Philip graduated from Vanderbilt University in 2015 with a BA in neuroscience. He did undergraduate research for a nueropsychologist looking at Parkinson’s Disease and Huntington’s Disease. He has worked with Dr. Claassen since graduation and has enjoyed being involved in coordinating clinical trials for movement disorders.
Daniel Claassen, MD
Dr. Daniel Claassen is an Assistant Professor of Neurology at Vanderbilt University and a neurologist specializing in the care of patients with neurodegenerative disorders, with particular interest in patients with cognitive dysfunction and movement disorders. He earned his medical degree from the Medical College of Georgia and completed his Neurology residency training at the Mayo Clinic, in Rochester, MN and postdoctoral training at the University of Virginia, in Charlottesville, VA. He is a past recipient of the American Academy of Neurology clinical research training grant. Dr. Claassen’s research focuses on understanding brain-behavior relationships in the context of the diagnosis and treatment of neurodegenerative diseases.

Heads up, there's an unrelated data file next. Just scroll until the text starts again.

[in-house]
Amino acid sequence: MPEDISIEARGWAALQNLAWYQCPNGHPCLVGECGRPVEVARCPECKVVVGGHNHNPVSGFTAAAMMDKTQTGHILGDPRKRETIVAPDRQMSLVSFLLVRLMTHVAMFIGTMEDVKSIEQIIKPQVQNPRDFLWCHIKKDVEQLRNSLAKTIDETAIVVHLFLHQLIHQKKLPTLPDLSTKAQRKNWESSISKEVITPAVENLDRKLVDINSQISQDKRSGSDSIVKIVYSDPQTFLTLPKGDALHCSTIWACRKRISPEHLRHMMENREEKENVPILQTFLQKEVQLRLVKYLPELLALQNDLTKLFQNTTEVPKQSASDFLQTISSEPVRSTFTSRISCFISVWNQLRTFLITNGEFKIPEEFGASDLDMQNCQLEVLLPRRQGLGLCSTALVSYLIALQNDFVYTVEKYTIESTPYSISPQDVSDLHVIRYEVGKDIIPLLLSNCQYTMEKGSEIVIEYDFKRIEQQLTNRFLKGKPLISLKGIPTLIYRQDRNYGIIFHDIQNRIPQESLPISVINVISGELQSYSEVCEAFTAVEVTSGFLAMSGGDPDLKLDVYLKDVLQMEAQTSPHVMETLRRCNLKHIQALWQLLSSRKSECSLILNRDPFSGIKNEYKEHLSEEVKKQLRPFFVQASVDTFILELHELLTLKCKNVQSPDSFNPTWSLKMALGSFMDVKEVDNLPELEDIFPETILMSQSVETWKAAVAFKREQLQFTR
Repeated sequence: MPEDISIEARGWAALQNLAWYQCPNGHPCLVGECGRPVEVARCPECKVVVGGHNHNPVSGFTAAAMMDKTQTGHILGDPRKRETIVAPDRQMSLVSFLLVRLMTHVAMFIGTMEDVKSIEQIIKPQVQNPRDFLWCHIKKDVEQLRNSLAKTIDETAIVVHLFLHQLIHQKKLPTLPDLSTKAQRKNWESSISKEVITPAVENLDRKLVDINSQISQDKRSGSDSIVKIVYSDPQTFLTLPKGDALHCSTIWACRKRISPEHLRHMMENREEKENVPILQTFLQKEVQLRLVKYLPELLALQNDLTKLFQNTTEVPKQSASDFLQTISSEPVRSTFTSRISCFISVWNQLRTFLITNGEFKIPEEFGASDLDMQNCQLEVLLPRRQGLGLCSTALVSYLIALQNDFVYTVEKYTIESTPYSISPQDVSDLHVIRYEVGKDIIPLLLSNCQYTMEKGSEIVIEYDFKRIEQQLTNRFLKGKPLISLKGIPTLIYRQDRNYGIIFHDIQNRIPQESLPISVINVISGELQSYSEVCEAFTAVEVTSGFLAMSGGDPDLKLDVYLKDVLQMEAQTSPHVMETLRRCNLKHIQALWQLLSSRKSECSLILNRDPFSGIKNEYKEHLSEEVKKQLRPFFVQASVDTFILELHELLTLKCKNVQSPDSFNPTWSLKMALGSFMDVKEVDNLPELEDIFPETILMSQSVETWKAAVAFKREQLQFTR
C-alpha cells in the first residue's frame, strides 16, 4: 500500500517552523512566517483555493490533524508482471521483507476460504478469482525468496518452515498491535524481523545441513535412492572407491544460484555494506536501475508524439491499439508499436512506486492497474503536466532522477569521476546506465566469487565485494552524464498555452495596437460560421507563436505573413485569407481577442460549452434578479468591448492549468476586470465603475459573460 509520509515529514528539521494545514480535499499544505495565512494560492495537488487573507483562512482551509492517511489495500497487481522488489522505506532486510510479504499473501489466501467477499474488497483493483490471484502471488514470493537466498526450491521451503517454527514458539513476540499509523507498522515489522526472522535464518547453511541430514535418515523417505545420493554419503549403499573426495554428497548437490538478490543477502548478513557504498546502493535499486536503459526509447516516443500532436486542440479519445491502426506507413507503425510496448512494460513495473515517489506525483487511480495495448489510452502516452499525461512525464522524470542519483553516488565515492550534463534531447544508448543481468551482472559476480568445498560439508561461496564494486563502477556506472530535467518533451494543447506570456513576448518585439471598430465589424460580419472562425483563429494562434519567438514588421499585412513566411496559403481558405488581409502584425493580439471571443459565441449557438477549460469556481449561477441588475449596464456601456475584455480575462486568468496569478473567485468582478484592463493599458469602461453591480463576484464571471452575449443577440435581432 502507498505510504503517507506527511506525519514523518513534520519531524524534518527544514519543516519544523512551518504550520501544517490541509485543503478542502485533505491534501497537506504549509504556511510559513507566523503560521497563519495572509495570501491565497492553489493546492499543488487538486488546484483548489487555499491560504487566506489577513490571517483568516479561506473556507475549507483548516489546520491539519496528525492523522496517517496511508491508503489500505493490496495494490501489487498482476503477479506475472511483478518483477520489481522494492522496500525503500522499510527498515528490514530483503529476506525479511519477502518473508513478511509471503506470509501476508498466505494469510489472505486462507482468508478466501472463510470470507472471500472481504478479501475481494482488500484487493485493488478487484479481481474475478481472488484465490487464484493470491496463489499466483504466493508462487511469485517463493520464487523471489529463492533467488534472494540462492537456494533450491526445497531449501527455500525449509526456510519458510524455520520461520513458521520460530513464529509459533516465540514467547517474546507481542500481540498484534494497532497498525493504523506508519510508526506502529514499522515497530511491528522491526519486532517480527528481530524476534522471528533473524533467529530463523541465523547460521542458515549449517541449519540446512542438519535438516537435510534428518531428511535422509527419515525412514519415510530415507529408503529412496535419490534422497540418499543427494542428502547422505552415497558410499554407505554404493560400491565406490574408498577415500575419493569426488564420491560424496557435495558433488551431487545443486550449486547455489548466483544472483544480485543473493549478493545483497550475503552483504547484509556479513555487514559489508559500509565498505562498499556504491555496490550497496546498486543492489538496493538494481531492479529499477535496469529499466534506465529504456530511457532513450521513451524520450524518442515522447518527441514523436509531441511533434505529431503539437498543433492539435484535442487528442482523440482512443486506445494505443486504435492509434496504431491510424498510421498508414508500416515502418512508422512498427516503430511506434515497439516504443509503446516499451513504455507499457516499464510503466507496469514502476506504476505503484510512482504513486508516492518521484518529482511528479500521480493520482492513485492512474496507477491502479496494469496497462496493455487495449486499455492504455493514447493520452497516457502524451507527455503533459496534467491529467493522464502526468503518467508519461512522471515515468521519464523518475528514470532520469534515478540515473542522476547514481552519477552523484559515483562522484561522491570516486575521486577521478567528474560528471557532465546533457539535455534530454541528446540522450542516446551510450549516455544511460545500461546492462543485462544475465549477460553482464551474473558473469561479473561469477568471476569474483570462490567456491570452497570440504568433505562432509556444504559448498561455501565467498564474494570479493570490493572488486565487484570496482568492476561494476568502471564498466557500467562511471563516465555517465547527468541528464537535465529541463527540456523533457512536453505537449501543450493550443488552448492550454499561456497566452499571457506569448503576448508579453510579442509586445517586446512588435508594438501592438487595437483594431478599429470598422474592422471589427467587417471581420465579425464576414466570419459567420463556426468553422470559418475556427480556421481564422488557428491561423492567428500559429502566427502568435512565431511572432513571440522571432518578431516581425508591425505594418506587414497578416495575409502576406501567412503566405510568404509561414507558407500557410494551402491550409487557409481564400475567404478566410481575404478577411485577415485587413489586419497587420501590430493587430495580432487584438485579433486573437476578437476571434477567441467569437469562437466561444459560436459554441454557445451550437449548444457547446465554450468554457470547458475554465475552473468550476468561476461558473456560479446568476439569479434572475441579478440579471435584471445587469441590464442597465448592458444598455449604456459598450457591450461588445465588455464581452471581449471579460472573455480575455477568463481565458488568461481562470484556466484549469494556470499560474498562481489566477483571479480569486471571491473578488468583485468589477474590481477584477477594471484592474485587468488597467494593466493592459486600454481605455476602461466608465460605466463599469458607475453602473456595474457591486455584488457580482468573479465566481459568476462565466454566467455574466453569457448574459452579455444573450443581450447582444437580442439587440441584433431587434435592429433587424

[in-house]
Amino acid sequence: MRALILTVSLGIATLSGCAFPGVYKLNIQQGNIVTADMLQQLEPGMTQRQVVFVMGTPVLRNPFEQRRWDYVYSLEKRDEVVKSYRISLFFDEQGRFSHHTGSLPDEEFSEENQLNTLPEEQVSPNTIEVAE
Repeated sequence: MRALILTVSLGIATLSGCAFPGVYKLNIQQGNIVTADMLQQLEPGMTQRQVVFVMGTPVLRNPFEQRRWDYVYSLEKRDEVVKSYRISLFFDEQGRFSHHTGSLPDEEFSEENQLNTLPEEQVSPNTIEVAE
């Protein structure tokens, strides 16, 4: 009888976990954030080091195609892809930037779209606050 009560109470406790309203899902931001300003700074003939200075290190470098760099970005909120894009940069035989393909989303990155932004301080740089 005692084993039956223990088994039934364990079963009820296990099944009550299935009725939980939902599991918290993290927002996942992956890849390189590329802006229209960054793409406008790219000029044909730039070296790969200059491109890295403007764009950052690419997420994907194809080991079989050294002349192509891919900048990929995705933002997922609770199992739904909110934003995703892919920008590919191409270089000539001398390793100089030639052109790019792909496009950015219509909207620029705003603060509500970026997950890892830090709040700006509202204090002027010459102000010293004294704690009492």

Since 2009, he has focused his research efforts on behavioral studies in neurodegenerative disorders, evaluating the influence of medications on behavior and cognition. His current studies address cognitive changes that account for impulsive compulsive behaviors. Furthermore, he maintains an active clinical and research interest in the utility of functional neuroimaging. Clinically, his expertise in FDG PET quantitation enables improved recognition and diagnostic certainty of neurodegenerative disorders, such as Alzheimer’s disease.
Katherine McDonell, MD
Dr. Katherine McDonell is an Assistant Professor of Neurology at Vanderbilt University specializing in Cognitive Neurology with a focus in Movement Disorders. She earned her medical degree at Northwestern University and completed her residency training in Neurology at Beth Israel Deaconess Medical Center in Boston, MA. She completed a fellowship in Cognitive Neurology at Vanderbilt and subsequently joined the neurology faculty. She is an active member of the Huntington’s Disease Clinic and participates in clinical care as well as research and teaching. She is currently involved in several clinical trials in HD and has also been awarded an American Academy of Neurology clinical research training fellowship to support her work understanding the cognitive and behavioral changes associated with Parkinson’s disease.